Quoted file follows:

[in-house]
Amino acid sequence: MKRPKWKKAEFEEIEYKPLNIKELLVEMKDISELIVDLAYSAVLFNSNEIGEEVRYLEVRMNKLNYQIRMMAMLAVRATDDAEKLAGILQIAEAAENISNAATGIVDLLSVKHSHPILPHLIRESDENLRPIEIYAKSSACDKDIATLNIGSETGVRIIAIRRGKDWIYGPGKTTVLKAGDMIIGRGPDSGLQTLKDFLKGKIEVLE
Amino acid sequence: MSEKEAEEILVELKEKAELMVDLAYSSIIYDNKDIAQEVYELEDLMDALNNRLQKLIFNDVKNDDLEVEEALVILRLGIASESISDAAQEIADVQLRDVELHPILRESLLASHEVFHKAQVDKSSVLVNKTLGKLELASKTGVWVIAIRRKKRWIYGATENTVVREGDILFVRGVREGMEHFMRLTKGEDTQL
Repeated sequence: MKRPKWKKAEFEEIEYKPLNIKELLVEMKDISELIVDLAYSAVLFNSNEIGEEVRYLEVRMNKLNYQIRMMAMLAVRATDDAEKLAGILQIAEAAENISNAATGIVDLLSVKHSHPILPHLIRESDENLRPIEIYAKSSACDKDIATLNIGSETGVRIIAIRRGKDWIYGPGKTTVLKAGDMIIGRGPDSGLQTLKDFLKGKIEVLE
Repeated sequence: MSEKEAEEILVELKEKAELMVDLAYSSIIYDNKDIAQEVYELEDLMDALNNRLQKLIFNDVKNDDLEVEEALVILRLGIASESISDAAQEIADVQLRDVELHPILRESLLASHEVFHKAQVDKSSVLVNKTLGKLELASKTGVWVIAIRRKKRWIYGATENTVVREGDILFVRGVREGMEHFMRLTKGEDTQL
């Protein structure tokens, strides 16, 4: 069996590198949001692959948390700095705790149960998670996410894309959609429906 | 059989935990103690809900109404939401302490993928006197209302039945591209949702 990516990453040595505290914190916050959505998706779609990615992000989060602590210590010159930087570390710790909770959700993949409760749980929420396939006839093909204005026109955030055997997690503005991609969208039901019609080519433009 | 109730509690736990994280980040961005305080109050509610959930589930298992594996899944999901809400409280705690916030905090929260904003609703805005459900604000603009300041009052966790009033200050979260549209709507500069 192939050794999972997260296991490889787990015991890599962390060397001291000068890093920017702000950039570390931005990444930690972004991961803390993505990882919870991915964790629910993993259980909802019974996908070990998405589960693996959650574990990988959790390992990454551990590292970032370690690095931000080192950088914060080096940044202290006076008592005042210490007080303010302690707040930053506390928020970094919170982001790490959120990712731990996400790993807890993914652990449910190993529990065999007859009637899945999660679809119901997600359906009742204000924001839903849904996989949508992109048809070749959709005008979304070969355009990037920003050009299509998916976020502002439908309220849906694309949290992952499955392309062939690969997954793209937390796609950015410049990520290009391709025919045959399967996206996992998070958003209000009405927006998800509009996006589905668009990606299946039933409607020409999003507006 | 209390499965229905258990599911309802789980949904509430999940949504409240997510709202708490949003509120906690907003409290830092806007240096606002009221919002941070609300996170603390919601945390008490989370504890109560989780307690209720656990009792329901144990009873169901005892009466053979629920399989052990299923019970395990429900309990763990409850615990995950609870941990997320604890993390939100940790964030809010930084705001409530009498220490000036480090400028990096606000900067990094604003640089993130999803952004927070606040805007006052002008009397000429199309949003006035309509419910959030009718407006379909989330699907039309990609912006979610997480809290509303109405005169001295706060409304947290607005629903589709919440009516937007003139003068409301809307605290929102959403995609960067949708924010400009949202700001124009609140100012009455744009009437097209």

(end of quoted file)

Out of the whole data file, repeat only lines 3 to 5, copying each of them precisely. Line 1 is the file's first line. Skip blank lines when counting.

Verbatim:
Amino acid sequence: MSEKEAEEILVELKEKAELMVDLAYSSIIYDNKDIAQEVYELEDLMDALNNRLQKLIFNDVKNDDLEVEEALVILRLGIASESISDAAQEIADVQLRDVELHPILRESLLASHEVFHKAQVDKSSVLVNKTLGKLELASKTGVWVIAIRRKKRWIYGATENTVVREGDILFVRGVREGMEHFMRLTKGEDTQL
Repeated sequence: MKRPKWKKAEFEEIEYKPLNIKELLVEMKDISELIVDLAYSAVLFNSNEIGEEVRYLEVRMNKLNYQIRMMAMLAVRATDDAEKLAGILQIAEAAENISNAATGIVDLLSVKHSHPILPHLIRESDENLRPIEIYAKSSACDKDIATLNIGSETGVRIIAIRRGKDWIYGPGKTTVLKAGDMIIGRGPDSGLQTLKDFLKGKIEVLE
Repeated sequence: MSEKEAEEILVELKEKAELMVDLAYSSIIYDNKDIAQEVYELEDLMDALNNRLQKLIFNDVKNDDLEVEEALVILRLGIASESISDAAQEIADVQLRDVELHPILRESLLASHEVFHKAQVDKSSVLVNKTLGKLELASKTGVWVIAIRRKKRWIYGATENTVVREGDILFVRGVREGMEHFMRLTKGEDTQL